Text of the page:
Jeffrey Zwiren, MD
Atlanta Plastic Surgeon
5.0 out of 5 stars 9 reviews

Video imaging is a good way to decide what you want from a rhinoplasty and if it is able to be accomplished.

+1

Any nose can be changed in appearance. Whether or not the desired endpoint can be created in the operating room is another matter. I use video imaging to learn with the patient has in mind and then determine whether I can deliver that in the operating room.

Vincent N. Zubowicz, MD
Atlanta Plastic Surgeon
4.5 out of 5 stars 8 reviews

Rhinoplasty

+1

Blocking out your eyes in your posted photos does little to hide your identity but does make it harder to evaluate the photos. I am not so sure you have a ski slope but the tip is definitely turned up to about a 110 degree angle and the bridge looks short for your facial proportions. The nasal spine is contributing to this by pushing the upper lip-nose junction outward. Something as simple as removing the spine may give you most of what you are looking for. You could add a graft to the bridge to lengthen it at your discretion.

You should consider a chin implant to balance out your lower face with your midface which could be done at the same time, a later time or not at all, as you wish.

I hope you realize that this format of posting questions and receiving answers lacks the face to face direct communication required for you to make an informed decision regarding your surgery.

My response to your question/post does not represent formal medical advice or constitute a doctor patient relationship. You need to consult with i.e. personally see a board certified plastic surgeon in order to receive a formal evaluation and develop a doctor patient relationship in order to know if this assessment is valid.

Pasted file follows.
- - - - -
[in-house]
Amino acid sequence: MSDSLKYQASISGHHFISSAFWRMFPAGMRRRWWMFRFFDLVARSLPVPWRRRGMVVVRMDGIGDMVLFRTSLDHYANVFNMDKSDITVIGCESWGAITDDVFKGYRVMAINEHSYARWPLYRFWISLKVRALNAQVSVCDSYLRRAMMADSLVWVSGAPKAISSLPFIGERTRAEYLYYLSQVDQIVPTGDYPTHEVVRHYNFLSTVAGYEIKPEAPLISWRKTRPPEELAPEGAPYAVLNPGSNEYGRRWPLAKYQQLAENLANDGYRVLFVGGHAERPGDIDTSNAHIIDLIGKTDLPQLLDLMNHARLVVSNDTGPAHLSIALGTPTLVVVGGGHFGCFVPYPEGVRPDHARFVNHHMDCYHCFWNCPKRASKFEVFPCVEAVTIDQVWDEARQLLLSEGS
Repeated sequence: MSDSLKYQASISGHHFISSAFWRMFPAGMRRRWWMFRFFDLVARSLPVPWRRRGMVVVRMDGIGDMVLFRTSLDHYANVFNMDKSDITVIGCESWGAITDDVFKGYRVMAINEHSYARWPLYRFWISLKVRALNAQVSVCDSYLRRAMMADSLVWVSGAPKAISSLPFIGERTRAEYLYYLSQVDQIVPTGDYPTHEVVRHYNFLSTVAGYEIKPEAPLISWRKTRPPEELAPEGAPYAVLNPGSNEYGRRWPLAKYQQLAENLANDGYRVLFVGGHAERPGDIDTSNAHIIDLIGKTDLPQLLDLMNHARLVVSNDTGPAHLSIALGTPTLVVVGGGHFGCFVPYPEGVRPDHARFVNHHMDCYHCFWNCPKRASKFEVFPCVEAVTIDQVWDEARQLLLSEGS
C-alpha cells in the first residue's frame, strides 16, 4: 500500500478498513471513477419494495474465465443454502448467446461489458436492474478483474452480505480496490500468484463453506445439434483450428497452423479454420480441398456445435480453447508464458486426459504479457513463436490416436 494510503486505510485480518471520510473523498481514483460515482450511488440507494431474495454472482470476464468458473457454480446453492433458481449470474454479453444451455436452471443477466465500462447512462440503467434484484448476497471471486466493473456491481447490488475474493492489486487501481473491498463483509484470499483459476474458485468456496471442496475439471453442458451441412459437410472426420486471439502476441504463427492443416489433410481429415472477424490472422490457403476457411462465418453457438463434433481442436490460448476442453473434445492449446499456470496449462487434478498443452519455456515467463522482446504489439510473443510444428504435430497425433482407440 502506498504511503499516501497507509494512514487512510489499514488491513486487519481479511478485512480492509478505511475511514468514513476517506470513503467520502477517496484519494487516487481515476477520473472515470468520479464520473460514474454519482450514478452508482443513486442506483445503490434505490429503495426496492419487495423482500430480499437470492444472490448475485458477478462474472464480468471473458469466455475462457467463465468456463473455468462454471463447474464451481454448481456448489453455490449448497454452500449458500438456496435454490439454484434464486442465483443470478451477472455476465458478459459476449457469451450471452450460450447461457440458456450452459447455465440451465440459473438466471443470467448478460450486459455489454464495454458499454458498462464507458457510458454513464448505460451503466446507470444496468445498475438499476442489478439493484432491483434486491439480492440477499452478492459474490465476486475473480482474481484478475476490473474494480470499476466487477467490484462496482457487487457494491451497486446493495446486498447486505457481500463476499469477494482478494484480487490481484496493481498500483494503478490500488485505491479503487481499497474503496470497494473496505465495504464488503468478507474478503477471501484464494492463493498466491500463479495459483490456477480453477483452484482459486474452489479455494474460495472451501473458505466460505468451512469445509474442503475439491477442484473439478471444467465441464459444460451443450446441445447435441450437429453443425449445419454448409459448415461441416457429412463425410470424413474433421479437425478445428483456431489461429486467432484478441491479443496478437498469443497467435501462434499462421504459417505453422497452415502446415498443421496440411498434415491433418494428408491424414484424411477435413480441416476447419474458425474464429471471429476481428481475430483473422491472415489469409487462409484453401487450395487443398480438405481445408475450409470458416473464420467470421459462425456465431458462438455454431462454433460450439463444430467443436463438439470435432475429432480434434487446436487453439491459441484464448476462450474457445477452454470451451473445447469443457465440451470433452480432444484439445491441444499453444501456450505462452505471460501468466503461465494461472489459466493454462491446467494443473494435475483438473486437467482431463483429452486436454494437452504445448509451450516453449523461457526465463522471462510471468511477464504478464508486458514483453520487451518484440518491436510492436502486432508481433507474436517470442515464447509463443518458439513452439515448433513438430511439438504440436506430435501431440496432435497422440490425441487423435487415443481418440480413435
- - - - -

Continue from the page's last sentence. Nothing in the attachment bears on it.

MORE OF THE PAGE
Aaron Stone, MD
Los Angeles Plastic Surgeon

Rhinoplasty is Best Option for Correction of "Ski-Slope" Nose

+1

Hi Oh,

Since you feel so strongly about the appearance of your nose, you should consult with a few rhinoplasty surgeons and discuss your concerns.  The angle at which your nose projects from your lip should be decreased which will help you achieve your goals.  Choose your rhinoplasty surgeon most carefully.  Good luck and be well.

Dr. P

Michael A. Persky, MD
Los Angeles Facial Plastic Surgeon
5.0 out of 5 stars 23 reviews

Rhinoplasty An Option?

+1

Noe that is how to post photos! I might suggest trying a non surgical rhinoplasty, that is fillers to the bridge area, etc. Before seeking an operative correction. 

Darryl J. Blinski, MD
Miami Plastic Surgeon
4.5 out of 5 stars 64 reviews

Rhinoplasty for "Ski Slope" Nose

+1

Based on your pictures, a rhinoplasty can improve the side view of your nose and rotate the tip down a bit. 

It would be good to see a local Board Certified plastic surgeon or facial plastic surgeon for a formal opinion. 

Karol A. Gutowski, MD, FACS
Chicago Plastic Surgeon
5.0 out of 5 stars 19 reviews

These answers are for educational purposes and should not be relied upon as a substitute for medical advice you may receive from your physician. If you have a medical emergency, please call 911. These answers do not constitute or initiate a patient/doctor relationship.